The DC magnetization was measured on two single-crystalline samples of 847 μg (Sample 2) and 4.5 mg (Sample 3) mass with a Quantum Design Vibrating Sample SQUID magnetometer (VSM-SQUID). The measurement was deliberately performed on samples of different shapes and sizes to eliminate any effects of the sample shape and quality. The shape of Sample 2 can be approximately described as a rectangular prism of 1.5 × 0.8 × 0.1 mm3 with demagnetization factor of ~ 0.8. Sample 3 yields an approximately cylindrical shape of ~ 1 mm diameter and 0.3 mm height with demagnetization factor of ~ 0.6. The samples were first cleaved to obtain a shiny and very flat bottom plane of the crystal, which was then fixed with vacuum grease to the flat surface of a quartz sample holder so that the basal plane of Nb0.25Bi2Se3 was oriented parallel to the applied magnetic field in all experiments. The vacuum grease allowed us to rotate the sample at room temperature by carefully pushing the sample with a toothpick into the desired angular orientation characterized by the in-plane angle θ, carefully avoiding a contact with the grease. The sample holder was then inserted into the magnetometer. The sample was cooled to 1.8 K in zero field and a full hysteresis loop with maximum field of ±1 T was measured. Subsequently, the sample was heated above T c and again cooled in zero field to repeat the measurement, but with reverse field direction to obtain data at an angle of θ + 180°. After this measurement cycle, the sample holder was removed, the sample was rotated by ~ 45°, and the procedure was repeated until the full 360° angle range was obtained. The exact angular orientations were determined with an accuracy of 0.5° from a photograph by measuring the angle between a linear edge of the sample with respect to the sample holder using a protractor. The absolute values of the in-plane field direction θ are chosen so that θ = 0 is the normal direction to the mirror plane within the trigonal basal plane.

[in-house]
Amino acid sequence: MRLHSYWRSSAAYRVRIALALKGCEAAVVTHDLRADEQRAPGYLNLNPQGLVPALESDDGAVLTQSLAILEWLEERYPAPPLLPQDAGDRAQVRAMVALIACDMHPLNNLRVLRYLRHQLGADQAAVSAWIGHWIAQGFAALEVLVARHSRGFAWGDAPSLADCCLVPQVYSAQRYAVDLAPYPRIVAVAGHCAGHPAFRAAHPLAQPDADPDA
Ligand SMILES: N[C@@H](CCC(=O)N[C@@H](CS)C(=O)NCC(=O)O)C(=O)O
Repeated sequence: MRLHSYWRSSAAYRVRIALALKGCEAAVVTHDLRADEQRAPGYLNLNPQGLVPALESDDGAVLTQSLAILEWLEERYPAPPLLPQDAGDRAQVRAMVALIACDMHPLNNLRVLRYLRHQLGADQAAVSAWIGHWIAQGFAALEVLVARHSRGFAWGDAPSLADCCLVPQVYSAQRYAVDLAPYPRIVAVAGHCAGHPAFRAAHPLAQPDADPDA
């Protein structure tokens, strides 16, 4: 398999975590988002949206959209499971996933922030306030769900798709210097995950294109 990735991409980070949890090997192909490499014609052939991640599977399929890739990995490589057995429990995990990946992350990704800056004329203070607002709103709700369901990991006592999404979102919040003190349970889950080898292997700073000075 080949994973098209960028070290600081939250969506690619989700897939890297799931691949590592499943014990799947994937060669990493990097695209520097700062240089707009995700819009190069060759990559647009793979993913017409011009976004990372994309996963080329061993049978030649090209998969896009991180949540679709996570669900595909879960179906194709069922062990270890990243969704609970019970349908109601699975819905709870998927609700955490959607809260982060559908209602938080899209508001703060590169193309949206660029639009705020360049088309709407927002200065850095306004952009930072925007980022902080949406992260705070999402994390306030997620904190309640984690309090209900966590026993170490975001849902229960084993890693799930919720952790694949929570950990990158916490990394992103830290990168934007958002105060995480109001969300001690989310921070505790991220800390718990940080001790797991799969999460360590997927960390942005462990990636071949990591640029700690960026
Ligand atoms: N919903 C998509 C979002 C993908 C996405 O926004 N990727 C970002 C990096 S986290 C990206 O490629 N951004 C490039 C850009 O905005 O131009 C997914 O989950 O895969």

### Theory

In the Ginzburg-Landau theory for a superconductor, the phenomenological free energy density f tot is the sum of a homogeneous term f hom and a gradient term f D so that f tot = f hom + f D. The superconducting Nb x Bi2Se3 has a crystal structure belonging to the D3d point group. In the Eu representation, the homogeneous part of the free energy density up to the sixth order has the form33

$$\begin{array}{ccccc}\\ f_{\hom } = & A\left( {\left| {\eta _1} \right|^2 + \left| {\eta _2} \right|^2} \right) + B_1\left( {\left| {\eta _1} \right|^2 + \left| {\eta _2} \right|^2} \right)^2 + B_2\left| {\eta _1^ * \eta _2 - \eta _1\eta _2^ * } \right|^2 \hfill \\ \\ & + C_1\left[ {\left( {\eta _ + ^ * \eta _ - } \right)^3 + \left( {\eta _ - ^ * \eta _ + } \right)^3} \right] + C_2\left( {\left| {\eta _1} \right|^2 + \left| {\eta _2} \right|^2} \right)^3 + C_3\left( {\left| {\eta _1} \right|^2 + \left| {\eta _2} \right|^2} \right)\left| {\eta _1^ * \eta _2 - \eta _1\eta _2^ * } \right|^2\\ \end{array}$$
(2)

where A, B 1, 2 and C 1, 2, 3 are the Ginzburg-Landau coefficients and $$\eta _ \pm = \eta _1 \pm i\eta _2$$. Here A (TT c), B 2 > 0 for the nematic phase, and C 1 is responsible for pinning the nematic state from $$\left( {\eta _1,\eta _2} \right)$$ to $$\eta _0\left( {1,0} \right)$$ or $$\eta _0\left( {0,1} \right)$$. Defining the covariant derivative $$D_i = - i\partial _i - qA_i$$, where $$A_i$$ is the electromagnetic vector potential and q = 2e, the gradient term, f D can be written as41

$$\begin{array}{ccccc}\\ & f_D = J_1\left( {D_i\eta _a} \right)^ * D_i\eta _a + J_2\varepsilon _{ij}\varepsilon _{ab}\left( {D_i\eta _a} \right)^ * D_j\eta _b + J_3\left( {D_z\eta _a} \right)^ * D_z\eta _a + J_4\left( {\tau _{ij}^z\tau _{ab}^z + \tau _{ij}^x\tau _{ab}^x} \right) \left( {D_i\eta _a} \right)^ * D_j\eta _b\\ \\ & + J_5\left[ {\tau _{ab}^x\left( {D_x\eta _a} \right)^ * D_z\eta _b + \tau _{ab}^x\left( {D_z\eta _b} \right)^ * D_x\eta _a + \tau _{ab}^z\left( {D_y\eta _a} \right)^ * D_z\eta _b + \tau _{ab}^z\left( {D_z\eta _b} \right)^ * D_y\eta _a} \right]\\ \end{array}$$
(3)